You may be seeing more of me, plus hair

A few posts ago I noted that blogging wasn't on my priorities list, so I hadn't been doing much of it.  That's still the case in the sense that blogging isn't one of my top priorities, but what has changed has been my energy level.  I have much more energy every day--I feel that I've turned a corner and that I am seriously on the mend.  I don't want to jinx myself and head into an exhaustion spiral, but I feel so much better these days that it's started to give me ideas.  I've been thinking a lot, and I keep coming up with ideas for things I'd like to blog about.  For instance:

  • The fact that I've discovered I love being the person who gets up in the morning with Maybelle
  • Reflections on Dr. Friedman as we approach (a week from today) my follow up visit with him
  • My thoughts on niceness
  • My language use pre and post surgery
  • Hair
As for this last bullet point, I'll go ahead and give you a version of it here.  CofC NOW is putting together a Look Book in which folks on campus reflect on their bodies, and I submitted the page below.  I have more to say than this, because I can be--as you know--quite wordy, but they asked that all contributors be concise.  Click on the image if you need bigger versions of the fetching photos of me (thanks, Biffle!)


KMB said...

Seriously excellent piece. Your scar is a medal to display, a map of where you've been. On horses it's called "proudflesh." I always liked that term and have now claimed it for my own.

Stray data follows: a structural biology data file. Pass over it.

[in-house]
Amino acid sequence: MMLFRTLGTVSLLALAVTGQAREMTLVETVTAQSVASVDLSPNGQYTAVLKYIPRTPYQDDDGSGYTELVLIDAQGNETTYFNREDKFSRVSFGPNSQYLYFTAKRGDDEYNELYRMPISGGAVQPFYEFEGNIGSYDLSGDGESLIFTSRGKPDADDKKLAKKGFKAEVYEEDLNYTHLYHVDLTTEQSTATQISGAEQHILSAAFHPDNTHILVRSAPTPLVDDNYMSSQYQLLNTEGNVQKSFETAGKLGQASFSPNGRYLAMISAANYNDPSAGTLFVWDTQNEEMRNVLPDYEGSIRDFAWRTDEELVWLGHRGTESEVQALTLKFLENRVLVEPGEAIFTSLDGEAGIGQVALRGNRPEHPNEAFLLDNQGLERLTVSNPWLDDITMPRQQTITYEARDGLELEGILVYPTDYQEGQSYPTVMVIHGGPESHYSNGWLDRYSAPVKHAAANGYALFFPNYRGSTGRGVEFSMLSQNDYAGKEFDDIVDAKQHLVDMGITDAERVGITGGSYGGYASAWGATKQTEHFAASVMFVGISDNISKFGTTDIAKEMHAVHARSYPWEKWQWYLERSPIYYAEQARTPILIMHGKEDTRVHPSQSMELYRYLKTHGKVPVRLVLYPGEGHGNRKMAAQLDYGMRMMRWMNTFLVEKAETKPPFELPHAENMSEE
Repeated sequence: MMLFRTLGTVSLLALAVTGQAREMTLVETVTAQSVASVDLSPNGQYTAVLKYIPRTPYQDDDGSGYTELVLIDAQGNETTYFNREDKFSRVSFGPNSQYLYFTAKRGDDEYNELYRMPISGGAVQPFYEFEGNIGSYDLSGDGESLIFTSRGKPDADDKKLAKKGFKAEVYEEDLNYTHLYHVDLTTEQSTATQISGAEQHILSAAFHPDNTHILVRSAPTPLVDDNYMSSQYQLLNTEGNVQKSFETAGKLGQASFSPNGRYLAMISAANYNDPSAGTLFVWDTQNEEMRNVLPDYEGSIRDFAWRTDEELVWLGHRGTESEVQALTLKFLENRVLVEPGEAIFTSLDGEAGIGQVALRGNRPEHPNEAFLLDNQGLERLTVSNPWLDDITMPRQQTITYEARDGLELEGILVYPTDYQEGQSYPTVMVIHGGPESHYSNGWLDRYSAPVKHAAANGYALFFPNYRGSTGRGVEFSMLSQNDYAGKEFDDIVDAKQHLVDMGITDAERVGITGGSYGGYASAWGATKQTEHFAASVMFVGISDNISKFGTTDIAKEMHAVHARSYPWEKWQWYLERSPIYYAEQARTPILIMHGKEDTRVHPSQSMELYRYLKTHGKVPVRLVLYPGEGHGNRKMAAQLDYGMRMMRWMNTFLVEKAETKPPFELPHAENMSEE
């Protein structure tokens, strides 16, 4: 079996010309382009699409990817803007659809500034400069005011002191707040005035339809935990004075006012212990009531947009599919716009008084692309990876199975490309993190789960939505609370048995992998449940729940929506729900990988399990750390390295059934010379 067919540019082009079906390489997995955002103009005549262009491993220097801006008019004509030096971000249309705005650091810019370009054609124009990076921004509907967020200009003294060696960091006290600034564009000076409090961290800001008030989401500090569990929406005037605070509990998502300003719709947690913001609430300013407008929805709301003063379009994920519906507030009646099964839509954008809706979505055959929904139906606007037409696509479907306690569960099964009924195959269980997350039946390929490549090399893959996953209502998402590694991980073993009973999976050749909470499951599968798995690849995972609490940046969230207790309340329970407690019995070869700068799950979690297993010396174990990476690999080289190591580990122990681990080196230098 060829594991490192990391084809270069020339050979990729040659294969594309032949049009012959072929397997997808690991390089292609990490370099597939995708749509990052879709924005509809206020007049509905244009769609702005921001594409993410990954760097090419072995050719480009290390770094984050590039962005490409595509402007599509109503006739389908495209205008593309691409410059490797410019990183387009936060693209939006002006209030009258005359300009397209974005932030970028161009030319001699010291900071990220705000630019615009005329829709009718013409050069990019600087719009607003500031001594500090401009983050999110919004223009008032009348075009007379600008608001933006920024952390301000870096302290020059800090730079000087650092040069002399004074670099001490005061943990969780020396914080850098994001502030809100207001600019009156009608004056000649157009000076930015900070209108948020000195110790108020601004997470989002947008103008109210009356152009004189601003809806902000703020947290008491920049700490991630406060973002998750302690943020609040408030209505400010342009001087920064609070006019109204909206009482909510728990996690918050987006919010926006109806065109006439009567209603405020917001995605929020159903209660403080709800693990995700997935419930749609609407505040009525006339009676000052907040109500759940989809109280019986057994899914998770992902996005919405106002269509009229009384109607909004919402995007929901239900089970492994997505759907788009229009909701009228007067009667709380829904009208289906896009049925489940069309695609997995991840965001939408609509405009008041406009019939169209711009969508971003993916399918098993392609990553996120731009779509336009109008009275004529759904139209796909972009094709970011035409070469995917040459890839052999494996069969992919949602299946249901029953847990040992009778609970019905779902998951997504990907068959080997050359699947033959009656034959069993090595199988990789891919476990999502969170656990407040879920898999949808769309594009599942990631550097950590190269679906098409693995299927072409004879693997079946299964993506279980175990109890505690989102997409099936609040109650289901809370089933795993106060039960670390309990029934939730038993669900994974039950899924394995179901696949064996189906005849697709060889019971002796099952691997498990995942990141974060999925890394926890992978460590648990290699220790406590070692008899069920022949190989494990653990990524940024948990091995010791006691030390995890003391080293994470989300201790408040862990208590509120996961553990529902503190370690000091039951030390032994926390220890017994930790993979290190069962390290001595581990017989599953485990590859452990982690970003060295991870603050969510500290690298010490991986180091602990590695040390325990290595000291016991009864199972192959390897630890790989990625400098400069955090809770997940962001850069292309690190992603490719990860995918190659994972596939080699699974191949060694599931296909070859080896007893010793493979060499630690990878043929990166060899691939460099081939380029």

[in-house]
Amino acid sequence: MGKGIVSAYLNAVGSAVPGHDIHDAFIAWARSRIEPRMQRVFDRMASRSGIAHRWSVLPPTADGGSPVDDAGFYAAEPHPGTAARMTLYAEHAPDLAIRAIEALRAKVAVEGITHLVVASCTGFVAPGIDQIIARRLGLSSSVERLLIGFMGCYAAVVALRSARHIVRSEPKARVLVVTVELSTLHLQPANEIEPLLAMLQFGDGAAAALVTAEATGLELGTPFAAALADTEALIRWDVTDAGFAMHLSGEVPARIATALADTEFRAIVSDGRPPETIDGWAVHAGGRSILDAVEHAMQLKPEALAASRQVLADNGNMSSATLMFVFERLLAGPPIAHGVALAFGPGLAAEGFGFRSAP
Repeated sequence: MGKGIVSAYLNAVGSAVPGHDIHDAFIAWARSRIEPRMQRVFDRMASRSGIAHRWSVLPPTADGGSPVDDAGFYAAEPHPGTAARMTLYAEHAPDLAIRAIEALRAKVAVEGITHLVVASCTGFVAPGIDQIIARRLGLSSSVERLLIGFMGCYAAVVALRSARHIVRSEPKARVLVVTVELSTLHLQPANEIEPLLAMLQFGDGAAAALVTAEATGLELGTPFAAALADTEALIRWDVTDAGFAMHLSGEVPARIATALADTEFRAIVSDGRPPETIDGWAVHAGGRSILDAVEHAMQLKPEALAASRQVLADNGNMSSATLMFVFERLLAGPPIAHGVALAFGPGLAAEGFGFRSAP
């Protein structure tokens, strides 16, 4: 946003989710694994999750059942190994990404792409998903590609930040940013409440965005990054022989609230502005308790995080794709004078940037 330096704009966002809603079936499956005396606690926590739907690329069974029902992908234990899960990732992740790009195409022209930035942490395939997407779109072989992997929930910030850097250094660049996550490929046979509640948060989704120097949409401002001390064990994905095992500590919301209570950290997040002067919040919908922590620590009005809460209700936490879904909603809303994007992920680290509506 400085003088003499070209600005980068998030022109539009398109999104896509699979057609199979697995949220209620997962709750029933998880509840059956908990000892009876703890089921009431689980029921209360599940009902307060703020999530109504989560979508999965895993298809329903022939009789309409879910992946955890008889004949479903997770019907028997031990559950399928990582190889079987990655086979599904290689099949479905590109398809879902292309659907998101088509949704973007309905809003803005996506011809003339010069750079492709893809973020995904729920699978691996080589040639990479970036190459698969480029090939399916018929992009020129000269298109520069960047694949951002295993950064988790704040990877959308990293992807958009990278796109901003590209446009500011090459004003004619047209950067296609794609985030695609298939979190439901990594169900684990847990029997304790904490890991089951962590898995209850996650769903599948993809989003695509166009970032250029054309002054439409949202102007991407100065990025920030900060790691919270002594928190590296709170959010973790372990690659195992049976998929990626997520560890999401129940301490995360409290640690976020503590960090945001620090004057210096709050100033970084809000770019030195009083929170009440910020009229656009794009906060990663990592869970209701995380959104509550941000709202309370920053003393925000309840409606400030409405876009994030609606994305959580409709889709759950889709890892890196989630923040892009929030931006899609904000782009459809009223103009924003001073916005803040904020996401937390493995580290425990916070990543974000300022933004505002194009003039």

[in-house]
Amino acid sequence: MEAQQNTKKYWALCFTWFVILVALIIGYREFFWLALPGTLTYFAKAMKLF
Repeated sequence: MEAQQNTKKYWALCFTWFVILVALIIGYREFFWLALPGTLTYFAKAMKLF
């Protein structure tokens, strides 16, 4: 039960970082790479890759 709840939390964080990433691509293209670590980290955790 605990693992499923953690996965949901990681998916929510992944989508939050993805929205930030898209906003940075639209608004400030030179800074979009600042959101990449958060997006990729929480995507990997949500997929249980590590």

--Kris MB

Anonymous said...

You wrote, "My scar feels like a medal..."

The phrase you used to describe your scar in the last sentence of your blog reminded me of the book title, "A Red Badge of Courage." It has a nice ring to it. Hmmm, perhaps we will see it again someday.

Congratulations for the successful surgical outcome and your speedy recovery.

Tawanda Bee said...

Seeing you sitting in the sunshine with a smile on your face puts a smile on my face.

I often call the scars on my knees my "battle wounds" from my days in competitive sports. The one on my belly is my "baby factory" scar. All remind me that the stuff of life is part of a process... an ever changing process.

I will never get anymore baby factory scars or high school varsity scars. But I do get to remember each time I see my little medals of honor.